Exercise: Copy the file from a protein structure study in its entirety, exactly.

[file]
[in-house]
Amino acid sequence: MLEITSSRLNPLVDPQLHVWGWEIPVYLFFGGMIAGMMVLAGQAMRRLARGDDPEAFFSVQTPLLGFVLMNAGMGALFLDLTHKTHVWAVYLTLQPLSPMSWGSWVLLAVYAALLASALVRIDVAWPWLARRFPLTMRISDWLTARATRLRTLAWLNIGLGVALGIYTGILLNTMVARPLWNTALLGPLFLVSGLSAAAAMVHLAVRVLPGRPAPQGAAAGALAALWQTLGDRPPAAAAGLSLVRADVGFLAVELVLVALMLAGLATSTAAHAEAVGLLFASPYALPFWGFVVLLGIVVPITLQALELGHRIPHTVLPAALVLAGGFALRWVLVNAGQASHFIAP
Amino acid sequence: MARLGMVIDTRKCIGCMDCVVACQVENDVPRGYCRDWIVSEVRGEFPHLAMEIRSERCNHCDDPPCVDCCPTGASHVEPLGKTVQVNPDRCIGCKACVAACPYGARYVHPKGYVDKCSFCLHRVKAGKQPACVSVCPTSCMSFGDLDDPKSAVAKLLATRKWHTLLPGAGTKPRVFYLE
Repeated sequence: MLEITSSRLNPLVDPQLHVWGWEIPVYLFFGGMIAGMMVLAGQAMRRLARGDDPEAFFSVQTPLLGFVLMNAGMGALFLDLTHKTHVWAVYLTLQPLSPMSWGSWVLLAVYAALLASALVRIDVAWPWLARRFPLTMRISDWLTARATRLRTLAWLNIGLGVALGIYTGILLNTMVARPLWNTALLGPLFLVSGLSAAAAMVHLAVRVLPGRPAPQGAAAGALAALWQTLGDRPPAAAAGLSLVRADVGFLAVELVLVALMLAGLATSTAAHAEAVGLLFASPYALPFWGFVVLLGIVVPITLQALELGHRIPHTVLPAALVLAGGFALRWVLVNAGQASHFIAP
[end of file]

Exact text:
[in-house]
Amino acid sequence: MLEITSSRLNPLVDPQLHVWGWEIPVYLFFGGMIAGMMVLAGQAMRRLARGDDPEAFFSVQTPLLGFVLMNAGMGALFLDLTHKTHVWAVYLTLQPLSPMSWGSWVLLAVYAALLASALVRIDVAWPWLARRFPLTMRISDWLTARATRLRTLAWLNIGLGVALGIYTGILLNTMVARPLWNTALLGPLFLVSGLSAAAAMVHLAVRVLPGRPAPQGAAAGALAALWQTLGDRPPAAAAGLSLVRADVGFLAVELVLVALMLAGLATSTAAHAEAVGLLFASPYALPFWGFVVLLGIVVPITLQALELGHRIPHTVLPAALVLAGGFALRWVLVNAGQASHFIAP
Amino acid sequence: MARLGMVIDTRKCIGCMDCVVACQVENDVPRGYCRDWIVSEVRGEFPHLAMEIRSERCNHCDDPPCVDCCPTGASHVEPLGKTVQVNPDRCIGCKACVAACPYGARYVHPKGYVDKCSFCLHRVKAGKQPACVSVCPTSCMSFGDLDDPKSAVAKLLATRKWHTLLPGAGTKPRVFYLE
Repeated sequence: MLEITSSRLNPLVDPQLHVWGWEIPVYLFFGGMIAGMMVLAGQAMRRLARGDDPEAFFSVQTPLLGFVLMNAGMGALFLDLTHKTHVWAVYLTLQPLSPMSWGSWVLLAVYAALLASALVRIDVAWPWLARRFPLTMRISDWLTARATRLRTLAWLNIGLGVALGIYTGILLNTMVARPLWNTALLGPLFLVSGLSAAAAMVHLAVRVLPGRPAPQGAAAGALAALWQTLGDRPPAAAAGLSLVRADVGFLAVELVLVALMLAGLATSTAAHAEAVGLLFASPYALPFWGFVVLLGIVVPITLQALELGHRIPHTVLPAALVLAGGFALRWVLVNAGQASHFIAP